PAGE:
Some notes from part of a history lecture:
What is history?
Why study it?
The past helps us understand how we came to be the way we are.
The past shows us alternative ways of living to contrast our own.
• The cost of petroleum was of no interest to Captain James Cook.
• Scurvy, which Cook reduced among his crew, is not a significant health problem today.*
Historians . . .
• Respect our subjects
o Avoid thinking of people in the past as backward and ignorant because they didn’t understand vitamin C or the relative differences between T-mobile and Verizon.
• Carefully limit our generalizations
o Avoid putting all people of a particular place and time into a single box. For instance, consider the statement, “Seventeenth century sailors were horny and spread syphilis.” Even though that statement contains a kernel of truth, it does more to create and perpetuate stereotypes than to shed light on the lifestyles, culture, and health risks of seventeenth century sailors.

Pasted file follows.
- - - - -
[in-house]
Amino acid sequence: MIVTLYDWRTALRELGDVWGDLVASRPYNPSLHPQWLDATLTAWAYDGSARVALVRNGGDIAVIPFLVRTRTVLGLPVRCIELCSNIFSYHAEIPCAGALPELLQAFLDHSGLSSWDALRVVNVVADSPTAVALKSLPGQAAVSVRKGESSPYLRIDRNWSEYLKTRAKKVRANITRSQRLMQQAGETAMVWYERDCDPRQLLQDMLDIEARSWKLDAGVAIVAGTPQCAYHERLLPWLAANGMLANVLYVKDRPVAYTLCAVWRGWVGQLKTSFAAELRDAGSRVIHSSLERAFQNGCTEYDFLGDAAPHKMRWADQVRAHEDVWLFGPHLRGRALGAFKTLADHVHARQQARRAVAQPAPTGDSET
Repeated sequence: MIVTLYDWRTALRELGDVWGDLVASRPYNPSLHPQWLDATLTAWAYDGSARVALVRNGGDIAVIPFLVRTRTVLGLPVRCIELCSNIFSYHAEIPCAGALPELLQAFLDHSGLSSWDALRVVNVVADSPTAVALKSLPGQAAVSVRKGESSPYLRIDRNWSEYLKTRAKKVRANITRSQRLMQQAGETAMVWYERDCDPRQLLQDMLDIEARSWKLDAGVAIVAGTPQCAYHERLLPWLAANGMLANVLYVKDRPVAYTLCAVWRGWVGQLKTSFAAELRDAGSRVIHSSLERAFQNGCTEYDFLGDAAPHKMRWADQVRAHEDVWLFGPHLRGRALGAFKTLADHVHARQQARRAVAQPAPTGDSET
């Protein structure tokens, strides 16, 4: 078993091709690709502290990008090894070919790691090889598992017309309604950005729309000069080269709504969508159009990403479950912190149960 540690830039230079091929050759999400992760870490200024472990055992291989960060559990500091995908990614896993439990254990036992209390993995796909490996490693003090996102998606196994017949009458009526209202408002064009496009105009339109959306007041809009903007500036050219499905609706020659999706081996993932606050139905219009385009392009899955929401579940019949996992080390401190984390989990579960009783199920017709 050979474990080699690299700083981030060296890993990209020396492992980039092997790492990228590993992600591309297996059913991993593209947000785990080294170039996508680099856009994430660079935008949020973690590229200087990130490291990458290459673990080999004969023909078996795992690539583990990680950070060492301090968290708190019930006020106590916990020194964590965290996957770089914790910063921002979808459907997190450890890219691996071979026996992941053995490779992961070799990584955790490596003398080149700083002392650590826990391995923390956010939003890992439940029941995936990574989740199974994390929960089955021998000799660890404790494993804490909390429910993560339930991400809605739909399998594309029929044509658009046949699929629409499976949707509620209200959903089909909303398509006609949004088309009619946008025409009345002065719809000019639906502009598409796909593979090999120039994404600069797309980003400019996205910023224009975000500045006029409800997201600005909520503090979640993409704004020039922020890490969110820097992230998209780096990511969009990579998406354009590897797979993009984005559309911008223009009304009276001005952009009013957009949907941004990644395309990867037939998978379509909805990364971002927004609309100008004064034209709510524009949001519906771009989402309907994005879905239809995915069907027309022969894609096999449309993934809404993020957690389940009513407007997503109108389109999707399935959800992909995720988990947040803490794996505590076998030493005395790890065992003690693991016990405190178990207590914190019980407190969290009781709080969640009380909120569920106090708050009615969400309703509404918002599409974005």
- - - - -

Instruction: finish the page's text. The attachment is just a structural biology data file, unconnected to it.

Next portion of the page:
• Avoid anachronisms
o McCoy on Star Trek (set a few centuries in the future) called twentieth century surgeons “butchers” because they used scalpels; likewise eighteenth century bloodletting was often condemned by these same butchers. These criticisms assess behaviors of historic individuals by standards unknown to them.
• Are aware of our own biases
o We attempt to judge people in the past by their own terms, not ours.
o We might go on to note, and even celebrate, the changes in mores, but we begin by considering people according to the standards of their time.
• Work from evidence
o Our statements about the past must be supported through artifacts (usually primary texts) from the past.
• Focus on
o Continuity and change
o Cause and effect
*“Recurring nutritional deficiency diseases, including rickets, scurvy, beri-beri, and pellagra were thought to be infectious diseases. By 1900, biochemists and physiologists had identified protein, fat, and carbohydrates as the basic nutrients in food.” “Achievements in Public Health, 1900-1999,” Morbidity and Mortality Weekly Report (October 15, 1999), 906.